The SWIFT messaging system will ask banks to make sure they follow recommended security practices following a cyber-attack on Bangladesh's central bank that yielded US$81 million (NZ$119 million).
The Brussels-based Society for Worldwide Interbank Financial Telecommunications (SWIFT), a co-operative owned by about 3000 global financial institutions, will issue a written warning asking banks to review internal security, a spokeswoman told Reuters.
SWIFT staff will also begin calling banks to highlight the importance of reviewing security measures after the attack in Bangladesh.
"Our priority at this time is to encourage customers to review and, where necessary, to reinforce their local operating environments," the spokeswoman said.
Unknown hackers breached the computer systems of Bangladesh Bank and in early February attempted to steal US$951 million (NZ$1.4 billion) from its account at the Federal Reserve Bank of New York, which it uses for international settlements.
Some attempted transfers were blocked, but US$81 million was transferred to accounts in the Philippines in one of the largest cyber heists in history.
SWIFT has so far said little about the attack, except that it was related to "an internal operational issue" at Bangladesh Bank and there was no compromise in its core messaging system.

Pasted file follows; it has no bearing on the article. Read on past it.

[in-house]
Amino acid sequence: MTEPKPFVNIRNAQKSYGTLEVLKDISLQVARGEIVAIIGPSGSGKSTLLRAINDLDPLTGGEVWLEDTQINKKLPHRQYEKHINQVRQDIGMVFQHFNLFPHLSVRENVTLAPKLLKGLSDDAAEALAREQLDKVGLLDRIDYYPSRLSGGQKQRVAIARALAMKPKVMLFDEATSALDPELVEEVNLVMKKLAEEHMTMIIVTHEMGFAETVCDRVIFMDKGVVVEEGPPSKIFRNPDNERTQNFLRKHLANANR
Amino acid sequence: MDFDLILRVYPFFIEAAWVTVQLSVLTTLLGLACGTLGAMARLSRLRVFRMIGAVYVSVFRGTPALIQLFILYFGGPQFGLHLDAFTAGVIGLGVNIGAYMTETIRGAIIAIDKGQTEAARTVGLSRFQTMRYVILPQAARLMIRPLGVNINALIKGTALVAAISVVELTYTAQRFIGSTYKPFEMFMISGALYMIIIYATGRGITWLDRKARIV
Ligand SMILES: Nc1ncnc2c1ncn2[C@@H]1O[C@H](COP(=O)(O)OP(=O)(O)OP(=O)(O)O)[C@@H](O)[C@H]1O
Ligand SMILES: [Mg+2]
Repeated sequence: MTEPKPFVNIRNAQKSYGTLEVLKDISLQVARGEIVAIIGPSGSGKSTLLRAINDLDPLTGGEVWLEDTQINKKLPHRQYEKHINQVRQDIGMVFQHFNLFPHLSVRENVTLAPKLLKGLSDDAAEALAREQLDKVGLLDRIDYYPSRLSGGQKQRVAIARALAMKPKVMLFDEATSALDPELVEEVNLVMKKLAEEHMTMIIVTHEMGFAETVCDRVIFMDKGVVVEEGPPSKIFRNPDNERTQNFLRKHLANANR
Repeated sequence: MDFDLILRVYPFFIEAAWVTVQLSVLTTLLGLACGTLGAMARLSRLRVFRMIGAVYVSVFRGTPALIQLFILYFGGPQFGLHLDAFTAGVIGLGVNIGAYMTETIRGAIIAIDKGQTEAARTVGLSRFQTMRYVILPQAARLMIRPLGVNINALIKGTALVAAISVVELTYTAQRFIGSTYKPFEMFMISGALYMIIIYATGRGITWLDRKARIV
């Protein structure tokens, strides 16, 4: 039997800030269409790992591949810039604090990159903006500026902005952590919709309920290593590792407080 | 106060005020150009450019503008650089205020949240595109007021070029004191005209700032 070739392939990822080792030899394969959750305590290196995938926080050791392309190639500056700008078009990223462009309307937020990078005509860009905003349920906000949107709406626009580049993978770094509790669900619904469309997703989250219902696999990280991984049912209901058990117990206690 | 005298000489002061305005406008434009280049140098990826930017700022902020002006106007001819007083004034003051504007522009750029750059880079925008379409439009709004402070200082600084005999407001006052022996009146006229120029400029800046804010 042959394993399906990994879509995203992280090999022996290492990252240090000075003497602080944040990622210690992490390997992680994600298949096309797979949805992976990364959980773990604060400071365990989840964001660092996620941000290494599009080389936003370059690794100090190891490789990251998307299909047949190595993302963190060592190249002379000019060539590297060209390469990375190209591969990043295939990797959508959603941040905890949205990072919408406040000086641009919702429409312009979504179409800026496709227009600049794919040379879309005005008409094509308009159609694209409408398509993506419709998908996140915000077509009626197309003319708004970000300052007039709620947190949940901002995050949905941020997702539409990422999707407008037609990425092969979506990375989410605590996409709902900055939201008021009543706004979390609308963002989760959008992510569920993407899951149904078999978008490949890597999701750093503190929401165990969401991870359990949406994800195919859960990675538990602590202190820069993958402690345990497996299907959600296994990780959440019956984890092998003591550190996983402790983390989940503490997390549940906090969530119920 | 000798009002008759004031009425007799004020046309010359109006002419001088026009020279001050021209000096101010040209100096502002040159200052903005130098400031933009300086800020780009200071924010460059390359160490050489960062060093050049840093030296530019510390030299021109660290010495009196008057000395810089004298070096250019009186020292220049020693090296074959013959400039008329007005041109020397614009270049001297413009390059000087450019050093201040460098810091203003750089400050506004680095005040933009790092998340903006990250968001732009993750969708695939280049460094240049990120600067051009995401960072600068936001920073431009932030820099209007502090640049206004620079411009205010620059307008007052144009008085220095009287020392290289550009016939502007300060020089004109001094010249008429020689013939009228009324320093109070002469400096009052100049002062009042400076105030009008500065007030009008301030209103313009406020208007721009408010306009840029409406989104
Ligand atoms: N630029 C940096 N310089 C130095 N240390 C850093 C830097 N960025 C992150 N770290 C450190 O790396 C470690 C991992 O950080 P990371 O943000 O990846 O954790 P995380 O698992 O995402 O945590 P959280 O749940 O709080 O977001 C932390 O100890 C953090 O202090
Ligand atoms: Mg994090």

SWIFT prepared a summary of previously issued recommendations for implementing security measures to thwart hackers, which advises members to pay close attention to best practices, the spokeswoman said.
A confidential interim report on the investigation, which forensics experts submitted to the bank on Wednesday, says attackers took control of the bank's network, stole credentials for sending SWIFT messages and used "sophisticated" malicious software to attack the computers it uses to process and authorise transactions.
Investigators say in the report they believe the attackers have targeted other financial institutions.
The report was prepared by FireEye Inc and World Informatix, which were hired by Bangladesh's central bank to investigate the massive theft.
The investigators do not identify other victims or name the hackers, but say forensic evidence suggests they are also behind other recent cyber-attacks on financial institutions.